The Summer Hoops Experience

Bobby Curran
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Friday - July 30, 2005
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League director Pat Tanibe (left) and WAC official
Bryan Barr during a break in the basketball action

For a glimpse of Hawaii’s past, present and future in basketball, you need go no further than Manoa Valley District Park for the NCAA Summer Basketball League.

Established in 1976 by Toku Matsuda and Koko Mahukona, the league has been a who’s who of Hawaii’s basketball elite. At a glance, you walk into the gym and see what could be any park league game witnessed by an enthusiastic gathering of friends and family. But there’s a whole lot more going on.

Teams are comprised of advanced high school players, current collegians and past legends. The oldest player in the league is 35-year-old former Rainbow Warrior Tim Shepherd and, yes, it’s been 14 years since he toiled for Riley Wallace.

“I’ve still got the bug,” says Shepherd. “I can still be pretty competitive — for about 10 minutes.” And Shepherd finds his presence can be useful. “You hope you can pass something on to the younger guys about what it takes to play Division 1.”

The other end of the spectrum features high schoolers trying not to be overawed by competing with players they’ve looked up to since they first picked up a ball. Former Iolani star Kyle Pape played two seasons in the league while still in high school, boosting his confidence and his game on the way to State Player of the Year honors.

The rosters are full of players from Hawaii’s colleges, and also from local players attending Mainland schools, all hoping to advance their skills for the upcoming collegiate season.

Many of the postgraduates are hoping to extend their careers by being noticed. On a recent night Austrian talent scout Reinhard Eibel was in the house, looking to fill roster spots for professional leagues in Austria, Germany, Luxembourg, Hungary and Cyprus. Eibel knows he can find talent here; he was responsible for signing former Maryknoll and Chaminade standout Francis Fletcher two decades ago. Fletcher and Eibel sit side by side in the bleachers, evaluating the crop of available players.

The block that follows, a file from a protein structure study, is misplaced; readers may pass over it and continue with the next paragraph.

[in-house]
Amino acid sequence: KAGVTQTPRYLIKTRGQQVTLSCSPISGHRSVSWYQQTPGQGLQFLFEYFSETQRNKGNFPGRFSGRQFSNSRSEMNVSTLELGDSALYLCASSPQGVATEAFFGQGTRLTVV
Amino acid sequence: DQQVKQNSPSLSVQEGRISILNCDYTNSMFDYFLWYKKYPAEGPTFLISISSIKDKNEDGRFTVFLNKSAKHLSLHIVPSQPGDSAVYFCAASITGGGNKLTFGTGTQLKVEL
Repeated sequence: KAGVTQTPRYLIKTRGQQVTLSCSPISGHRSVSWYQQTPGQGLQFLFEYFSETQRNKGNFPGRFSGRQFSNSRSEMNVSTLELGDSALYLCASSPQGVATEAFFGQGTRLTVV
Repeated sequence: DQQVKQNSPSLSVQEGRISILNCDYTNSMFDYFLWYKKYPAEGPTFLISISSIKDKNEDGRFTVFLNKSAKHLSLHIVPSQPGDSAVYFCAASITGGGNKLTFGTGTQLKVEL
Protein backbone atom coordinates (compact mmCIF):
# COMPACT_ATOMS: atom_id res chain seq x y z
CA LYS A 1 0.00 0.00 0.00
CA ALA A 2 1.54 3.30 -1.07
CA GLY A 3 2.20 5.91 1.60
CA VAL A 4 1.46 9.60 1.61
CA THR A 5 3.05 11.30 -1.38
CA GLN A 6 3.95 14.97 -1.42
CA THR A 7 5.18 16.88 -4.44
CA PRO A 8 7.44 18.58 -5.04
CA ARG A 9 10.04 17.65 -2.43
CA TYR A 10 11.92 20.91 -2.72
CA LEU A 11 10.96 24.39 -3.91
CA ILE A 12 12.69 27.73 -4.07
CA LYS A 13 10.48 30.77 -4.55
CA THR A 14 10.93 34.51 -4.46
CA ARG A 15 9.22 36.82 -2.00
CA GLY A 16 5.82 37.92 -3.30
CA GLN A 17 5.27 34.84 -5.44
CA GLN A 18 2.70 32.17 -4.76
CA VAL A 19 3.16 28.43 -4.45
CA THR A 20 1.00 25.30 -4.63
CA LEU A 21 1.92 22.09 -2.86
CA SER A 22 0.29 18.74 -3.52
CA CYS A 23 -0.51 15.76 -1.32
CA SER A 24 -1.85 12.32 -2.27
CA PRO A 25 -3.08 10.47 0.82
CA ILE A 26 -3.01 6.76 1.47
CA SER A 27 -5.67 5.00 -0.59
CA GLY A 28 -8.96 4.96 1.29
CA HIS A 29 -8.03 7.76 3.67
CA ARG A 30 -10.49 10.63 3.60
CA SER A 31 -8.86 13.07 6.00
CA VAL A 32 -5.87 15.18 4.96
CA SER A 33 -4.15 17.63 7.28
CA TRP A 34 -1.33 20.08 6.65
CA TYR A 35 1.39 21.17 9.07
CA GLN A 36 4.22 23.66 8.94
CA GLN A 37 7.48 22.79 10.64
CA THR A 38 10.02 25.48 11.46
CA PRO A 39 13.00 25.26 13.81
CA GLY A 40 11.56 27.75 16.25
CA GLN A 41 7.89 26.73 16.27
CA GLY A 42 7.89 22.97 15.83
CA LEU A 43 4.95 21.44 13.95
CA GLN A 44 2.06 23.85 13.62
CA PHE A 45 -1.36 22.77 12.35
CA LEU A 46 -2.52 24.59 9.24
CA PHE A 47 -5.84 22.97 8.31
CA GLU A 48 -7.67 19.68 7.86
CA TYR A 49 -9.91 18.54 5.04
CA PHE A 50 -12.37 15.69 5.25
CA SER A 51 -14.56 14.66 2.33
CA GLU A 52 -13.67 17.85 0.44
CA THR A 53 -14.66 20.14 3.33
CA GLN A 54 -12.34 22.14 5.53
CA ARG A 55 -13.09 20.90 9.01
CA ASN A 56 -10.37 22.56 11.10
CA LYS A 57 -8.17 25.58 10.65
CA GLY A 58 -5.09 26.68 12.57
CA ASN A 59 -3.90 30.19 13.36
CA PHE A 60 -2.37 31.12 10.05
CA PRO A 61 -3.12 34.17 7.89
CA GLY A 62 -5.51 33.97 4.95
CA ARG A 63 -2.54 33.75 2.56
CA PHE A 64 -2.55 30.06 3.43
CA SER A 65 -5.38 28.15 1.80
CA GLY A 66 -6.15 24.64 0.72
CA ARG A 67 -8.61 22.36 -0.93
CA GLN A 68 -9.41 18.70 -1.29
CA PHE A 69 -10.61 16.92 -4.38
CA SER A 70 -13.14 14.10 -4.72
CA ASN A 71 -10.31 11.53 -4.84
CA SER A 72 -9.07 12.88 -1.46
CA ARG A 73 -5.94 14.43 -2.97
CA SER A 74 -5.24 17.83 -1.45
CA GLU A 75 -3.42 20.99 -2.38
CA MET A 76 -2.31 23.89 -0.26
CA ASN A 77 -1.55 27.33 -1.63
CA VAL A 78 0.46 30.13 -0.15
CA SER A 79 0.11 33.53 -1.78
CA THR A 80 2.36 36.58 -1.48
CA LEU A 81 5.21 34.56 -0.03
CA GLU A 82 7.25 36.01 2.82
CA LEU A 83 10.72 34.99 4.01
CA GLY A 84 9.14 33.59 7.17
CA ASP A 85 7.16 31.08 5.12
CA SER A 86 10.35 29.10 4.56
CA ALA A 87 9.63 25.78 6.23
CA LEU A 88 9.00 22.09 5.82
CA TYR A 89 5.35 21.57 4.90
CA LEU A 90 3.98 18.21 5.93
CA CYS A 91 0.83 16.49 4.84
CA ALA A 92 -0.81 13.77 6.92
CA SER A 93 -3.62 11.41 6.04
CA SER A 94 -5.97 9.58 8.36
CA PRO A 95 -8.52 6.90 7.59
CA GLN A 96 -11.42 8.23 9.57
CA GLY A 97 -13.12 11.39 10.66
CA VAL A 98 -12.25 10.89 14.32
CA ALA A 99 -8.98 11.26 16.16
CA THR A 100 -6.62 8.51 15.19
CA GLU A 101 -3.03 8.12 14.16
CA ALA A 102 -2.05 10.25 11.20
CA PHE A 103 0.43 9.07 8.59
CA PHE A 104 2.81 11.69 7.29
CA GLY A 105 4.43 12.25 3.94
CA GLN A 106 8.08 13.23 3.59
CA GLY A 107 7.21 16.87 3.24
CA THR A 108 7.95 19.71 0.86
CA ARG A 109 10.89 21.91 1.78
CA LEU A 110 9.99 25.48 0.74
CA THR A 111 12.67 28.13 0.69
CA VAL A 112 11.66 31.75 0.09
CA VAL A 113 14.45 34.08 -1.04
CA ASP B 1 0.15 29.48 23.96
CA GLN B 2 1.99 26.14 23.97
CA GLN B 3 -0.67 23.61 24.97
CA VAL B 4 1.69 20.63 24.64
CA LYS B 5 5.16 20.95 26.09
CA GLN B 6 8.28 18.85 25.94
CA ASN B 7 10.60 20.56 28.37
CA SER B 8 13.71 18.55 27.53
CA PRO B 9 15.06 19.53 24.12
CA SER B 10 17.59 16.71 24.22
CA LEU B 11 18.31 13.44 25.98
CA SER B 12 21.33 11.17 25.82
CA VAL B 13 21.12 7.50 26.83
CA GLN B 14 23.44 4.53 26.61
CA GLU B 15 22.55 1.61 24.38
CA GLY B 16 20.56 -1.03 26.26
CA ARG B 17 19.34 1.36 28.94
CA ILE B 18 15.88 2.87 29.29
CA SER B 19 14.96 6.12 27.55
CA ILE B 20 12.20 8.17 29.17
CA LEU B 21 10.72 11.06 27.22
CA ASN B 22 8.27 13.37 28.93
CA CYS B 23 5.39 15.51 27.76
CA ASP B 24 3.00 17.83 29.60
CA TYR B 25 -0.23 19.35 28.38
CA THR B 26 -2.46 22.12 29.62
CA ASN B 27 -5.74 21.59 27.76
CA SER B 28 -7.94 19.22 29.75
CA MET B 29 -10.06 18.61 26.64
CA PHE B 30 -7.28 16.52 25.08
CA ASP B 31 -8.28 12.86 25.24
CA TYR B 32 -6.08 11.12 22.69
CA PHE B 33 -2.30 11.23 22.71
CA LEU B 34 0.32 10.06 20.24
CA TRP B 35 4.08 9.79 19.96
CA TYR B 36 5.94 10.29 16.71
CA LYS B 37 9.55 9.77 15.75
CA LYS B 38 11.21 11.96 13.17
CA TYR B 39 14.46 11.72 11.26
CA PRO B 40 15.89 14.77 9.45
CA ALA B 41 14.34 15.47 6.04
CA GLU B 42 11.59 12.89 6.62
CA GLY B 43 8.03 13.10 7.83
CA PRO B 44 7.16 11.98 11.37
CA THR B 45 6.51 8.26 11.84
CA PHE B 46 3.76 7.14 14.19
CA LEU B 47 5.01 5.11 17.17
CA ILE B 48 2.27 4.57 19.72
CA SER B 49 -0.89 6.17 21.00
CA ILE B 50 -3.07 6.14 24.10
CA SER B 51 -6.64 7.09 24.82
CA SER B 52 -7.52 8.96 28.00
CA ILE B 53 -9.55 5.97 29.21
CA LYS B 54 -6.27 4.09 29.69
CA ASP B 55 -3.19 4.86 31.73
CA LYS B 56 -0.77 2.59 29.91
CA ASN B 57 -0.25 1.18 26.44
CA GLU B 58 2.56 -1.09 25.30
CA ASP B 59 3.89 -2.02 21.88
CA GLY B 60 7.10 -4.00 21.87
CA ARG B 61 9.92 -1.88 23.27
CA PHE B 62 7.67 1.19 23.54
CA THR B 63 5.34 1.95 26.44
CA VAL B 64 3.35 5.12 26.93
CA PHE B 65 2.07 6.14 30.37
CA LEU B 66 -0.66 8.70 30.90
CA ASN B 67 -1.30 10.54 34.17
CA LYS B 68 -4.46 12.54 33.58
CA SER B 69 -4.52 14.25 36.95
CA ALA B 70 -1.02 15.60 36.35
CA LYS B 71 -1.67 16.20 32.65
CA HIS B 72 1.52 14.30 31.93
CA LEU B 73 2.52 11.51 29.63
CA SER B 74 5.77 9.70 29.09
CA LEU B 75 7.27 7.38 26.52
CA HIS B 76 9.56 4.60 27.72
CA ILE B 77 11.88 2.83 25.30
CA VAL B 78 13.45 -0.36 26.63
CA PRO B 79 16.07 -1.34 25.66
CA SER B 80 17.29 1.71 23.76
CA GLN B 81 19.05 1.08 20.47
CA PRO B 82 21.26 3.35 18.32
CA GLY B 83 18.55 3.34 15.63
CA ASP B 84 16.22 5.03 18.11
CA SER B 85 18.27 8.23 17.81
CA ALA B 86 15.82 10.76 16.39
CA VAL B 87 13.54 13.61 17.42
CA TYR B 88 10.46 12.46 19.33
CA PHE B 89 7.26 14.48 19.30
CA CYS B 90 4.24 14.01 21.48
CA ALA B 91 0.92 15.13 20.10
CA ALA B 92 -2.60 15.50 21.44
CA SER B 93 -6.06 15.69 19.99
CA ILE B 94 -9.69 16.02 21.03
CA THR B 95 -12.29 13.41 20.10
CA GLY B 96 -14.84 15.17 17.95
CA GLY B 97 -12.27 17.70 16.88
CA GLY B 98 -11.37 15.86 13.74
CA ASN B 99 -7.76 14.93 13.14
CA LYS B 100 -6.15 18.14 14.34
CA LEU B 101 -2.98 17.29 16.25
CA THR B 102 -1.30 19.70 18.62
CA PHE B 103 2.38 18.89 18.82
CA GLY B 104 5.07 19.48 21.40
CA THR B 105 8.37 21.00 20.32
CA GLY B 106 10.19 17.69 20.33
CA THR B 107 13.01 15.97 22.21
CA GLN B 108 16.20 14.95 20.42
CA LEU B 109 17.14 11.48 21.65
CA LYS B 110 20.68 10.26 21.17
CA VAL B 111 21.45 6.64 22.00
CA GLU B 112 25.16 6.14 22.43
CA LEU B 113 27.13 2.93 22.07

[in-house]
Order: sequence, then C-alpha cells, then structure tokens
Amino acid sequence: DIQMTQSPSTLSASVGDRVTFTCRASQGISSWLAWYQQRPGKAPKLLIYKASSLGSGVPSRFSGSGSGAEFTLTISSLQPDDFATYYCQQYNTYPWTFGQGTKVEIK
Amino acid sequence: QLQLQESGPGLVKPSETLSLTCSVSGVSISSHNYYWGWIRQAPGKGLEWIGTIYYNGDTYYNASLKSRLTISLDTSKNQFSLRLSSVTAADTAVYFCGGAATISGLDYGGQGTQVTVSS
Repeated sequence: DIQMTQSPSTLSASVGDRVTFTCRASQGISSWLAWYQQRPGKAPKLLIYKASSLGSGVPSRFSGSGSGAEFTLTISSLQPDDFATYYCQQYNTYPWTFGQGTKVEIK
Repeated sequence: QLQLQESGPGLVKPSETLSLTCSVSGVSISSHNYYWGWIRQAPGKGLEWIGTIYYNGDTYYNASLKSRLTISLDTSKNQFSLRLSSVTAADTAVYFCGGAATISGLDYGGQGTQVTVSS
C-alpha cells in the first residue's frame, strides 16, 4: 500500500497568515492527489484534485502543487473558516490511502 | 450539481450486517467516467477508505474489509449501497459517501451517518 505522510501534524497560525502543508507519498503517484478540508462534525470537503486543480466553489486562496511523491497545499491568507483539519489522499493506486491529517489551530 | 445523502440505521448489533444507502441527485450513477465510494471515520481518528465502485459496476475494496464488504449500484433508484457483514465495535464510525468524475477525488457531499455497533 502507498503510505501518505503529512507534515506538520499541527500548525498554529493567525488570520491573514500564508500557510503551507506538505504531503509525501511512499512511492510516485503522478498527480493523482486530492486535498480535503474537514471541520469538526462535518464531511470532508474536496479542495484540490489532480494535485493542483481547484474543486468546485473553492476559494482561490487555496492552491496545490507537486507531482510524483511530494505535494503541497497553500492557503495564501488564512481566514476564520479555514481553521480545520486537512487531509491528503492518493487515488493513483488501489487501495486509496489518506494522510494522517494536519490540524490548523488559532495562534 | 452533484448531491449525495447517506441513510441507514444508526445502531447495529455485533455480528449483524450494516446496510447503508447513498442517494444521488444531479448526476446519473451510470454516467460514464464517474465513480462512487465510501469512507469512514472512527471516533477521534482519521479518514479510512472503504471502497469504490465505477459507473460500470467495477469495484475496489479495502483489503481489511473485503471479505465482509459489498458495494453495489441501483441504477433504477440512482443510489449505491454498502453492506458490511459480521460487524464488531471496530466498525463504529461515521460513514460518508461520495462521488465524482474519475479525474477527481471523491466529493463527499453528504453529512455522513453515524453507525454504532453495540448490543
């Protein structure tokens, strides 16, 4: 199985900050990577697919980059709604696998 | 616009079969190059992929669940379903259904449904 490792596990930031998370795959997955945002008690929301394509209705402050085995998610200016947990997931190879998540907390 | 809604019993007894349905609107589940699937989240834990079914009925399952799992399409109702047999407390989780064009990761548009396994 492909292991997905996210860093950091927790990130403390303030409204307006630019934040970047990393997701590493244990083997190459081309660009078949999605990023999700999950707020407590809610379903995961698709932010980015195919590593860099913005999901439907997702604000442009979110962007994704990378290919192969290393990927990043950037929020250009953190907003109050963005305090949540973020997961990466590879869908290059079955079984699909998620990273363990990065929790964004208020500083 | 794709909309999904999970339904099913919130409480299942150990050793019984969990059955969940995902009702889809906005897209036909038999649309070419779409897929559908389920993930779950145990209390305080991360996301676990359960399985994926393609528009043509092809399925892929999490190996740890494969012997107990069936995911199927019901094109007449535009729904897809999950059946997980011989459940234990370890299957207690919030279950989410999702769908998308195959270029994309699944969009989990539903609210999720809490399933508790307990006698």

“There are some good ones here tonight,” says Fletcher, singling out former collegians Jason Carter, Llewelyn Smalley and Leon Ballard as players on Eibel’s watch list.

It is also a developmental league for coaches. Tim Thorpe is in a two-year mentoring program at UH as part of his master’s degree coursework at the U.S. Sports Academy. Formerly the coach at Ko‘olau Baptist Academy, Thorpe coaches Mango Moon this summer. “It’s a chance to work with Division 1 level players,” says Thorpe. “It’s experience you can’t get elsewhere.” Some coaches are involved because it keeps them close to the game and they feel they have something to give.

Former UH player and current TV analyst Artie Wilson is a realtor by day and the coach of Electricians Hawaii by night.

“I’ve been doing this for over 10 years,” says Wilson. “ I try to teach a winning attitude and we often win because we get guys to buy into playing defense, at least occasionally.” Wilson finds some frustration in the summer leagues, though. “I’ve got guys on the roster, big time players who haven’t been here all year, and others who make it sometimes,” Wilson says. “Guys work and go away to camp. Seems like we always end up with six or seven players.”

Ask league director Pat Tanibe about the purpose of the league, and you get a surprising response. “We develop players and, equally important, officials,” says Tanibe, a former referee and now a WAC observer. “High school officials want to move up to Division II, and the Division II guys want to prepare themselves for a shot at Division I.”

On this sultry summer night, I’m surprised to see Hawaii-based WAC official Bryan Barr calling a game.

“This is a great way for up-and coming officials to work games featuring players who play above the rim,” says Barr. “I try to help the younger officials, and I get to hone my skills as well.”

The league plays every Thursday and Saturday through the Championship game on Aug. 20.

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